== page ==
These projects have bolsterd investors’ faith in Ethiopia’s long recovery from a devastating famine in the mid-1980s and the turmoil of a decades-long civil war. The country’s economy has grown by an annual average of 11 percent during the past decade, which is double the rate of its neighbors, according to the Associated Press.

Fitsum Arega, director of the Ethiopian Investment Commission, told the Financial Times that much of the nation’s newest investment is coming from China, India and Turkey and that it is landing new factories that will produce clothes and other textiles or goods such as leather. The entry of major brands and clothing manufacturers such as H&M Hennes & Mauritz AB and Wal-Mart Stores Inc. has fueled 61 percent growth in the apparel industry over the past six years, the Ethiopian Investment Commission reported.

Ernst & Young also predicted Ethiopia will become one of Africa’s top four manufacturing hubs by 2025. Huajian, a Chinese shoemaker, relocated to the country in 2012 and plans to expand its workforce there to 30,000, the Financial Times said.



Ethiopia’s safe drinking water coverage reaches 79 per cent

Ethiopia’s safe drinking water coverage reaches 79 per centAddis Ababa: April 27, 2015 –
Ethiopia’s safe drinking water coverage has reached 79 per cent, the Ministry of Water, Irrigation and Energy (MoWIE) said.

Water, Irrigation and Energy State Minister, Kebede Gerba told WIC that the coverage has reached to the stated per cent following the activities undertaken during the past four years of the GTP period.

More than 33 million people have gained access to safe drinking water during the reported period, up from the projected target of 32.5 million people, he said.
The ministry has been exerting paramount efforts to meet the increasing demand for potable water in rural and urban areas, the minister said.

According to Kebede, safe drinking water coverage in urban and rural parts of the country has currently reached 86 and 78 per cent, respectively.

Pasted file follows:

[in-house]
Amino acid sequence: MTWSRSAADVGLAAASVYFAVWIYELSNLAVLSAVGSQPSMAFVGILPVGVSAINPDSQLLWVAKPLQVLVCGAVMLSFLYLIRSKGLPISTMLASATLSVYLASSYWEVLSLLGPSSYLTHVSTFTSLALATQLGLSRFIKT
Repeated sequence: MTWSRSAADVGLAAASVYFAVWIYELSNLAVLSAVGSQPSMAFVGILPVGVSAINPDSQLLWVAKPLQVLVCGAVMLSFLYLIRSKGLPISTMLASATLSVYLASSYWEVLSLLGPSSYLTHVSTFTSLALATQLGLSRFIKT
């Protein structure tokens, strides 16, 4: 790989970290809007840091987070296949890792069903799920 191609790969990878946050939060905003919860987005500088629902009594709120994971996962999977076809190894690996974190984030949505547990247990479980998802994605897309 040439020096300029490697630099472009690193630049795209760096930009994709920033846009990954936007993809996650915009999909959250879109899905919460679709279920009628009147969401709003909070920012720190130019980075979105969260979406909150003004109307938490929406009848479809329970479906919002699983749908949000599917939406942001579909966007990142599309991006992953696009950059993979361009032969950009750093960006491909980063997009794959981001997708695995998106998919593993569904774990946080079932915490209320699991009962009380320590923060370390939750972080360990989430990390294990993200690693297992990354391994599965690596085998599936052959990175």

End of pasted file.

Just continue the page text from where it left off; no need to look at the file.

Ethiopia meets the Millennium Development Goal (MDG) target for drinking water supply, he said, adding 49,000 new water facilities that could benefit 15 million people under construction this budget year.

Some 9,000 water facilities that benefited 3.6 million people have already gone operational in the budget year, he said.



Icrisat to take up agri research in dry lands of Ethiopia


The Ethiopian Institute of Agricultural Research (EIAR) and the International Crops Research Institute for the Semi-Arid Tropics (Icrisat) agreed to implement new approaches and priority international investments have been agreed for agricultural research and development in the dry lands of Ethiopia.

Four areas with greatest opportunities have been identified – intensification of legumes for better human and environmental health, expanding cereal production by promoting the industrial potential of sorghum and other millets, scaling up of watershed management for more intensive agriculture, and new approaches to help farmers manage climate variability.

“These identified opportunities can only be tackled through partnership at all levels on the value chain and making sure each step on this vertical chain has what it needs to act,” said Dr. Fentahun Mengistu the Director General of EIAR, according to a release here on Friday by Icrisat.

“We need to bring in new innovations and skills to capitalise on these opportunities. For long-term sustainability of these efforts, agri-business incubators are important for building entrepreneurial skills and capacity in Ethiopia. Icrisat has experience in setting up agribusiness incubators throughout India and now in other parts of Africa. South-south collaborations between India and Africa can accelerate these initiatives. It will also be important to involve women and youth as entrepreneurs and seeing agriculture as a viable and exciting business opportunity with the adoption of new technologies and leveraging ICT tools to support market integration,” emphasised Dr. David Bergvinson, Icrisat Director General.



Ethiopia’s stellar growth: Lessons for Kenya – and perhaps South Africa

Ethiopia’s stellar growth: Lessons for Kenya – and perhaps South AfricaAddis Ababa: April 24, 2015 –